So the fact that, ever since transitioning from secondary school teaching to university lecturing, I have to cross a footbridge to commute gives me a daily dose of poignance.

The thing about crossing bridges is that you’ll typically reach a point where both banks are equidistant and, for a moment, observable from a more objective standpoint. This reflection is written from atop the bridge’s arc. Well, metaphorically of course.

After 17 years of school teaching in three countries (and in state, independent, Catholic, single-sex and co-ed contexts) I have recently begun lecturing in Education at university.

I have found that secondary and tertiary teaching share some core attributes, but are also so different as to be barely comparable. And, so far, I have found the transition wonderfully enriching.

It may help teachers to know that lecturers (certainly the ones I am in touch with) have in common a deep, unwavering care for students. Universities’ efforts in student retention means that students’ needs are typically foregrounded in the myriad daily decisions that are taken in the process of educating young people.

Similarly to teachers, lecturers also face pressures to engage their learners. Yes, it’s true that university students (unlike schoolchildren) have chosen to be there, but that does not mean that they’re enjoying your lecture or finding your tutorials worthwhile.

The onus is still on the educator to give learners motive to engage with the learning process and the content of the course. Parents may be off the scene, but I have found that tertiary students readily call out inadequate pedagogy, such as lacking criteria and rubrics, or repetitive, unengaging teaching modes. And most universities operate a regular survey regime wherein students can express judgment on lecturers – surveys that are explicitly connected to performance review processes.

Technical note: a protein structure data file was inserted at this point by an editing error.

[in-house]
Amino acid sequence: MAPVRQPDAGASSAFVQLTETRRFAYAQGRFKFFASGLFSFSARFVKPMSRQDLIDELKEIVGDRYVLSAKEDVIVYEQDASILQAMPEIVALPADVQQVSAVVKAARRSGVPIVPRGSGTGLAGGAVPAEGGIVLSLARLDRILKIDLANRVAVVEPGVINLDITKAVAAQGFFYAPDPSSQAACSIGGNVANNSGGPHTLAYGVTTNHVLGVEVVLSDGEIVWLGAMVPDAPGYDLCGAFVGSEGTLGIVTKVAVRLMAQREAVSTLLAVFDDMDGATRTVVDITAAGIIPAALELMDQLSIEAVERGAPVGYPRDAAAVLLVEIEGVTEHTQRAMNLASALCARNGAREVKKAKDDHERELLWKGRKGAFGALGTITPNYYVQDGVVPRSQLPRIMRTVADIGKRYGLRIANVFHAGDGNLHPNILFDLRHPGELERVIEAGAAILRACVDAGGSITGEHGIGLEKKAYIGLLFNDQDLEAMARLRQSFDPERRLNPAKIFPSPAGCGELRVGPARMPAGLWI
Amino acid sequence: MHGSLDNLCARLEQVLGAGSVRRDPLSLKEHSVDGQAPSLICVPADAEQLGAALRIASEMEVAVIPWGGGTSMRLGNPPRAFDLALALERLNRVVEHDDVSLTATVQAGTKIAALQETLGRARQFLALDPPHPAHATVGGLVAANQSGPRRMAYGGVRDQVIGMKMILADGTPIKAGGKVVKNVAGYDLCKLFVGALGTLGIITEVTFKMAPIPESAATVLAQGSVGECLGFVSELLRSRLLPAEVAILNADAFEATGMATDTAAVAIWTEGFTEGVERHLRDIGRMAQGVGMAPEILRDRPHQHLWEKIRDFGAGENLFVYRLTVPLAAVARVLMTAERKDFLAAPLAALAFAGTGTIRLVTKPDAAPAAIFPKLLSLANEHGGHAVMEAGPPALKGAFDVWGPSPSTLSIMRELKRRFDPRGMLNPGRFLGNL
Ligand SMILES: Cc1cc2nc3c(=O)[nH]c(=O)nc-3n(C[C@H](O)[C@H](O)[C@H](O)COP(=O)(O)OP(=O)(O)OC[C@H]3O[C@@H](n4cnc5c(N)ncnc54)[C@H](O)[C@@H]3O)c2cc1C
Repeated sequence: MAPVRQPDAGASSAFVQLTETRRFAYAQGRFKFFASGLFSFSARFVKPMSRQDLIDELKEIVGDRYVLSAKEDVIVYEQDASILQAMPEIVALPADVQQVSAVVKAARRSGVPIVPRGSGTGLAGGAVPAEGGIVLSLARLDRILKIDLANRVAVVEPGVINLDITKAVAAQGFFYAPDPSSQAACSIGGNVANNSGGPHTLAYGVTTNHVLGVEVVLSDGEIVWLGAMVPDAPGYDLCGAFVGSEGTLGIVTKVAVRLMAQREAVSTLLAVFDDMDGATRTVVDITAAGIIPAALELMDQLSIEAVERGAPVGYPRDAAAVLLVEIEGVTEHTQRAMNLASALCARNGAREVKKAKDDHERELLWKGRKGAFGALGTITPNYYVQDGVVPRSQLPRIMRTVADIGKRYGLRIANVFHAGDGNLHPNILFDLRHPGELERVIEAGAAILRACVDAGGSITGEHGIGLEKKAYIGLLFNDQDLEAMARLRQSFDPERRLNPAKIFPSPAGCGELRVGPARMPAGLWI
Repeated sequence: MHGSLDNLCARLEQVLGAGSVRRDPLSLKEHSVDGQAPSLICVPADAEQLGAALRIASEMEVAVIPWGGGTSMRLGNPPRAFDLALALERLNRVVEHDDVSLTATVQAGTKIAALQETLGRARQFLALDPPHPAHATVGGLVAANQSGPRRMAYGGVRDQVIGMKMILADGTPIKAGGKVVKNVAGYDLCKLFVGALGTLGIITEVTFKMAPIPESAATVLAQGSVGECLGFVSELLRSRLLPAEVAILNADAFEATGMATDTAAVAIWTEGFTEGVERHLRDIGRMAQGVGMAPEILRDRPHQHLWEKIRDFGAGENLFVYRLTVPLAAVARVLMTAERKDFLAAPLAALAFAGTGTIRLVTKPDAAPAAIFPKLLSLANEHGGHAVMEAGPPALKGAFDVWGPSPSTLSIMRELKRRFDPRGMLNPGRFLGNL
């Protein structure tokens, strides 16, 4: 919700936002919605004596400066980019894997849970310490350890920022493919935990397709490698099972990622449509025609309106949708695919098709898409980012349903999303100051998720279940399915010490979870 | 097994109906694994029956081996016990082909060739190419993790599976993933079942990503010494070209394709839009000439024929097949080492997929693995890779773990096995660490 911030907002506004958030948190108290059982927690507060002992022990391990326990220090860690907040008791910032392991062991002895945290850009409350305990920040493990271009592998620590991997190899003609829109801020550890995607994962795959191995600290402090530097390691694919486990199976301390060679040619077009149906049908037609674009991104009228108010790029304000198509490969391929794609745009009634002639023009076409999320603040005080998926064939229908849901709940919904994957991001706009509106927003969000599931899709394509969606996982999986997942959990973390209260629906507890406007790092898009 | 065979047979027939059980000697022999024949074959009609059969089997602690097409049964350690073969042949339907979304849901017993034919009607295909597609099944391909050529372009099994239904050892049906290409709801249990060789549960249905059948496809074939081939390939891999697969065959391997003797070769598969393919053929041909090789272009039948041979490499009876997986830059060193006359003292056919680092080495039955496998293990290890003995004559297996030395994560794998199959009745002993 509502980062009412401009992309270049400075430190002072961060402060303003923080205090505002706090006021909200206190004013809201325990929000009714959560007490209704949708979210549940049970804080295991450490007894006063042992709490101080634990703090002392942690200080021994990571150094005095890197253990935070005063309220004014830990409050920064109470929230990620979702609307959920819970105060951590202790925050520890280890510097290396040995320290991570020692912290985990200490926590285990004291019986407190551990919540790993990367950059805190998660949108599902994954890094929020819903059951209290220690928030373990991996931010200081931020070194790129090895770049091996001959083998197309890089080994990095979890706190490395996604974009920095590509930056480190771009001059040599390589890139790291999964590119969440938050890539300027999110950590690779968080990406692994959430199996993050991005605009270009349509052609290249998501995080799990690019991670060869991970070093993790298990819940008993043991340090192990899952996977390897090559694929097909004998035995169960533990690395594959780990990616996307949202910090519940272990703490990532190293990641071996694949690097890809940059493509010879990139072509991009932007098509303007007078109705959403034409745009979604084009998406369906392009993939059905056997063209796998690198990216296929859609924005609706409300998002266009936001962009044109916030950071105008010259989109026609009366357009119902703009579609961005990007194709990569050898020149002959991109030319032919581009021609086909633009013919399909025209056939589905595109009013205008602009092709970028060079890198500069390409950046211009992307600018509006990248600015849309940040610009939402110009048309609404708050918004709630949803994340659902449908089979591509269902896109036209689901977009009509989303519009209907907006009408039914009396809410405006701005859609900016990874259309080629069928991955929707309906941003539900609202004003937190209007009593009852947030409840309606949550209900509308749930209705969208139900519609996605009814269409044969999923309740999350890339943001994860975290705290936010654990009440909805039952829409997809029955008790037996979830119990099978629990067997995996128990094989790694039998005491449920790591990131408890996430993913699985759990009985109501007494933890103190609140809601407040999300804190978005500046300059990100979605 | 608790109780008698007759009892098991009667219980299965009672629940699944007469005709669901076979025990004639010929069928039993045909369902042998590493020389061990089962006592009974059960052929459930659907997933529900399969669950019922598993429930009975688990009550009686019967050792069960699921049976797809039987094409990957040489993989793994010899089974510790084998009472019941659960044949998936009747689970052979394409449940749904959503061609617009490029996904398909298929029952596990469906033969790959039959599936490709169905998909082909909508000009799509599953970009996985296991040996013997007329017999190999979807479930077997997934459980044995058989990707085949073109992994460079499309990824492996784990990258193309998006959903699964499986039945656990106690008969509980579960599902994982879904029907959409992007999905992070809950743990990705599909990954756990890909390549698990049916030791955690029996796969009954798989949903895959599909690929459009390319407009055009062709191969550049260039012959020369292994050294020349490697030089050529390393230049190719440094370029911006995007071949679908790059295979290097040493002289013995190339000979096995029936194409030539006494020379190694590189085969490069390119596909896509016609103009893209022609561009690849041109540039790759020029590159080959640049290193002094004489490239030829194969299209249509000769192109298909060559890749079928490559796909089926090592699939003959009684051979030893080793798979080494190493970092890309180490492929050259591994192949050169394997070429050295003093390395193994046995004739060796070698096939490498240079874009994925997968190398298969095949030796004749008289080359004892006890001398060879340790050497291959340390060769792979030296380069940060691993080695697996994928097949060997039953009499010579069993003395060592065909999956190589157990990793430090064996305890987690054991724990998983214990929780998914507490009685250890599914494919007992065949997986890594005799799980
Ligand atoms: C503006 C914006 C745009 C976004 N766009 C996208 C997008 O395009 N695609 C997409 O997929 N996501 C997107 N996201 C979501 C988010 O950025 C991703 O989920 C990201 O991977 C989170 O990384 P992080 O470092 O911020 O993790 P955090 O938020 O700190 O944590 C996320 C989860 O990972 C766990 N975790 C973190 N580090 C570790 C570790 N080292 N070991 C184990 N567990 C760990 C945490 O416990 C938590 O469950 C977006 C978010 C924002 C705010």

There are, of course, material and cultural differences. While emotional management is always an essential skill, the need for behaviour management is virtually absent at university.

Contact teaching time for most lecturers is less than that of school teachers, which makes the daily rhythms much more flexible.

Having said that, the expected rigour means that all lectures and tutorials require significant preparation time (or at least, they do for me in this first year).

After all, you can hardly ad-lib when you know that a video-recording of your teaching will be automatically posted for later viewing. 

Class sizes are incomparable. I have 231 in my current crop, reduced to 23 for smaller tutorials. While of course students are largely self-sufficient and can access much of the course online, the size of the cohort means that communication is constant – a rushing stream of reminders, advice, encouragement, reassurance and celebration.

What has struck me most about transitioning from schools to university has been the shift in culture.

Leaving a school helps you perceive that each is a sub-culture, and oftentimes its identity barely represents wider society. University might not be a mirror of wider society either, but it is explicit in its pluralism, its openness to all ways of being and its protection of intellectual freedoms.

In the absence of an externally mandated curriculum, I enjoy a liberating autonomy over much content and learning processes, subject to reasonable internal parameters.

Perhaps most importantly, lecturing – like school teaching – gifts an unending feeling that you are engaging in a pleasurable and meaningful profession with great impact.